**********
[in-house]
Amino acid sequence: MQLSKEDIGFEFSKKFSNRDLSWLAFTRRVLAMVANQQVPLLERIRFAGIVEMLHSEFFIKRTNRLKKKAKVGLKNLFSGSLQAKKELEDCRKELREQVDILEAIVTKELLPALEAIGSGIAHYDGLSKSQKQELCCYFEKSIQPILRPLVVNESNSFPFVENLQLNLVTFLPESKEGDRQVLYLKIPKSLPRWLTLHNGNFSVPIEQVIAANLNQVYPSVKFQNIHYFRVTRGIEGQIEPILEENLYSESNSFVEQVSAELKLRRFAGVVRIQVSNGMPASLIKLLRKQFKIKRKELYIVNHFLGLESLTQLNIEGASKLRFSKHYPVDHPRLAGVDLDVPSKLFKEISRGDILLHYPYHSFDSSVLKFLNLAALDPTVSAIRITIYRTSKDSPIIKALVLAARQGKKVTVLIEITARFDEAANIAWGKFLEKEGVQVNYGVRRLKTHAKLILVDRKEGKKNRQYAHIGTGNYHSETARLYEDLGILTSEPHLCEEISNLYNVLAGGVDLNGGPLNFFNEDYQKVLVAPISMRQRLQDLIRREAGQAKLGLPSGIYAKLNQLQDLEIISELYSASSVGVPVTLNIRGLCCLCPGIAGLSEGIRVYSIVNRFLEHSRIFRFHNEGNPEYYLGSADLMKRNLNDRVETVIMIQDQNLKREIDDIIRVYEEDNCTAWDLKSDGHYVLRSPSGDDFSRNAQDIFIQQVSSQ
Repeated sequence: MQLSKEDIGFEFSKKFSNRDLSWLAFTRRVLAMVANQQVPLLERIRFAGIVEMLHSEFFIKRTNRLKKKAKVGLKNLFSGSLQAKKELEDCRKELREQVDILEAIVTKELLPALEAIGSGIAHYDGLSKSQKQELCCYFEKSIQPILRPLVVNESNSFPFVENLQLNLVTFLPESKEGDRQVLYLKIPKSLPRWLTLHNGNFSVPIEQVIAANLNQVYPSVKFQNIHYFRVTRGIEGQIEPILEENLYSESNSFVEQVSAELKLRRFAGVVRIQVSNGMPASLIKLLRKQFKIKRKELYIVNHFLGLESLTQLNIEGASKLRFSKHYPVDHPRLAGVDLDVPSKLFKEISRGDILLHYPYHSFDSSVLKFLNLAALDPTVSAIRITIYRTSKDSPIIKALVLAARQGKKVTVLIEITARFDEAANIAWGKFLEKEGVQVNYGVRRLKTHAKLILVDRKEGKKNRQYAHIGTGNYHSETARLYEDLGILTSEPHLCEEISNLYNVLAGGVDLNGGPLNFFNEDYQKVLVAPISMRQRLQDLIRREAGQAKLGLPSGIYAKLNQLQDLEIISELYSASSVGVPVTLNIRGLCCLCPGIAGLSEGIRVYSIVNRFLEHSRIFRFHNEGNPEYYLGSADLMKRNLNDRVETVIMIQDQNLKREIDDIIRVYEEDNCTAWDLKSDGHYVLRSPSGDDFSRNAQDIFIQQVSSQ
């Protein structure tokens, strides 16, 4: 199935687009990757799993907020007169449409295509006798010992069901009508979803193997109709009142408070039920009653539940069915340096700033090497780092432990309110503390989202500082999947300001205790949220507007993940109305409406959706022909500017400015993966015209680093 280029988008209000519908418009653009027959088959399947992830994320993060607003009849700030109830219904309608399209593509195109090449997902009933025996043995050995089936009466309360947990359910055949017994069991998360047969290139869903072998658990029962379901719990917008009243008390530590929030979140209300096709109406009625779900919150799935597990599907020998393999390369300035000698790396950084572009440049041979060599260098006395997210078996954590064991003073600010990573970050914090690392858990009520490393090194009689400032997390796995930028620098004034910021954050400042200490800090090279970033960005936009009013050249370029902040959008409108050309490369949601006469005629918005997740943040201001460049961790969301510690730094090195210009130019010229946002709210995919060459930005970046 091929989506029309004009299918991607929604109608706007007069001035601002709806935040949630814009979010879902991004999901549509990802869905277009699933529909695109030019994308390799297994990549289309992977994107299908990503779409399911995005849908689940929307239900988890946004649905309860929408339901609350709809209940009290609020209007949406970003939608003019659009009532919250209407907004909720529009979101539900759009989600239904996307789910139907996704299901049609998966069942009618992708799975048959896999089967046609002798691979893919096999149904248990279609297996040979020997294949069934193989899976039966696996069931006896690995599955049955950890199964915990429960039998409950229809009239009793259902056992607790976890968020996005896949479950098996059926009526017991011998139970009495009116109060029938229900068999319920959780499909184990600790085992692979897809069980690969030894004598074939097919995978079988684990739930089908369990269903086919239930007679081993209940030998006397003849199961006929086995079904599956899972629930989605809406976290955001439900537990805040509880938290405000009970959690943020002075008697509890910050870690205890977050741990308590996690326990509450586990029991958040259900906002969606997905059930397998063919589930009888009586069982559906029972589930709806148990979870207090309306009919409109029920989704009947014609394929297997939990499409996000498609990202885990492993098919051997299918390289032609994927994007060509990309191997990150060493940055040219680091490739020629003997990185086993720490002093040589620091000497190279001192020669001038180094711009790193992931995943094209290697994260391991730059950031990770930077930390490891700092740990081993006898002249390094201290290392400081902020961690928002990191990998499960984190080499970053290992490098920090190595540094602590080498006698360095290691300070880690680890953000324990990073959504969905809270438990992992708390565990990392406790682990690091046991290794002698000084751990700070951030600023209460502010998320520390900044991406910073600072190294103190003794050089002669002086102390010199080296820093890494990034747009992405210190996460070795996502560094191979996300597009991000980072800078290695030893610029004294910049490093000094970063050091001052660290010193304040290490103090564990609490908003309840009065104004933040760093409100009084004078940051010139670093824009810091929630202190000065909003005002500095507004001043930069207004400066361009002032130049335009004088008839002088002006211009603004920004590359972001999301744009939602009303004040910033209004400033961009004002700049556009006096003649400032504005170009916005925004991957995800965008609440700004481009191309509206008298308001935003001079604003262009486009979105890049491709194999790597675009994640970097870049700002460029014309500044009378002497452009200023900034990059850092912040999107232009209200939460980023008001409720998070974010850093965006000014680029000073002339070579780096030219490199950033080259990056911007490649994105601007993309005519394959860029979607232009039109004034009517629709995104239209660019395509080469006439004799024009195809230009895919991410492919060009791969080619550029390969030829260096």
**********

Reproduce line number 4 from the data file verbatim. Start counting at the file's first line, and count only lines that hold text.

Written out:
């Protein structure tokens, strides 16, 4: 199935687009990757799993907020007169449409295509006798010992069901009508979803193997109709009142408070039920009653539940069915340096700033090497780092432990309110503390989202500082999947300001205790949220507007993940109305409406959706022909500017400015993966015209680093 280029988008209000519908418009653009027959088959399947992830994320993060607003009849700030109830219904309608399209593509195109090449997902009933025996043995050995089936009466309360947990359910055949017994069991998360047969290139869903072998658990029962379901719990917008009243008390530590929030979140209300096709109406009625779900919150799935597990599907020998393999390369300035000698790396950084572009440049041979060599260098006395997210078996954590064991003073600010990573970050914090690392858990009520490393090194009689400032997390796995930028620098004034910021954050400042200490800090090279970033960005936009009013050249370029902040959008409108050309490369949601006469005629918005997740943040201001460049961790969301510690730094090195210009130019010229946002709210995919060459930005970046 091929989506029309004009299918991607929604109608706007007069001035601002709806935040949630814009979010879902991004999901549509990802869905277009699933529909695109030019994308390799297994990549289309992977994107299908990503779409399911995005849908689940929307239900988890946004649905309860929408339901609350709809209940009290609020209007949406970003939608003019659009009532919250209407907004909720529009979101539900759009989600239904996307789910139907996704299901049609998966069942009618992708799975048959896999089967046609002798691979893919096999149904248990279609297996040979020997294949069934193989899976039966696996069931006896690995599955049955950890199964915990429960039998409950229809009239009793259902056992607790976890968020996005896949479950098996059926009526017991011998139970009495009116109060029938229900068999319920959780499909184990600790085992692979897809069980690969030894004598074939097919995978079988684990739930089908369990269903086919239930007679081993209940030998006397003849199961006929086995079904599956899972629930989605809406976290955001439900537990805040509880938290405000009970959690943020002075008697509890910050870690205890977050741990308590996690326990509450586990029991958040259900906002969606997905059930397998063919589930009888009586069982559906029972589930709806148990979870207090309306009919409109029920989704009947014609394929297997939990499409996000498609990202885990492993098919051997299918390289032609994927994007060509990309191997990150060493940055040219680091490739020629003997990185086993720490002093040589620091000497190279001192020669001038180094711009790193992931995943094209290697994260391991730059950031990770930077930390490891700092740990081993006898002249390094201290290392400081902020961690928002990191990998499960984190080499970053290992490098920090190595540094602590080498006698360095290691300070880690680890953000324990990073959504969905809270438990992992708390565990990392406790682990690091046991290794002698000084751990700070951030600023209460502010998320520390900044991406910073600072190294103190003794050089002669002086102390010199080296820093890494990034747009992405210190996460070795996502560094191979996300597009991000980072800078290695030893610029004294910049490093000094970063050091001052660290010193304040290490103090564990609490908003309840009065104004933040760093409100009084004078940051010139670093824009810091929630202190000065909003005002500095507004001043930069207004400066361009002032130049335009004088008839002088002006211009603004920004590359972001999301744009939602009303004040910033209004400033961009004002700049556009006096003649400032504005170009916005925004991957995800965008609440700004481009191309509206008298308001935003001079604003262009486009979105890049491709194999790597675009994640970097870049700002460029014309500044009378002497452009200023900034990059850092912040999107232009209200939460980023008001409720998070974010850093965006000014680029000073002339070579780096030219490199950033080259990056911007490649994105601007993309005519394959860029979607232009039109004034009517629709995104239209660019395509080469006439004799024009195809230009895919991410492919060009791969080619550029390969030829260096």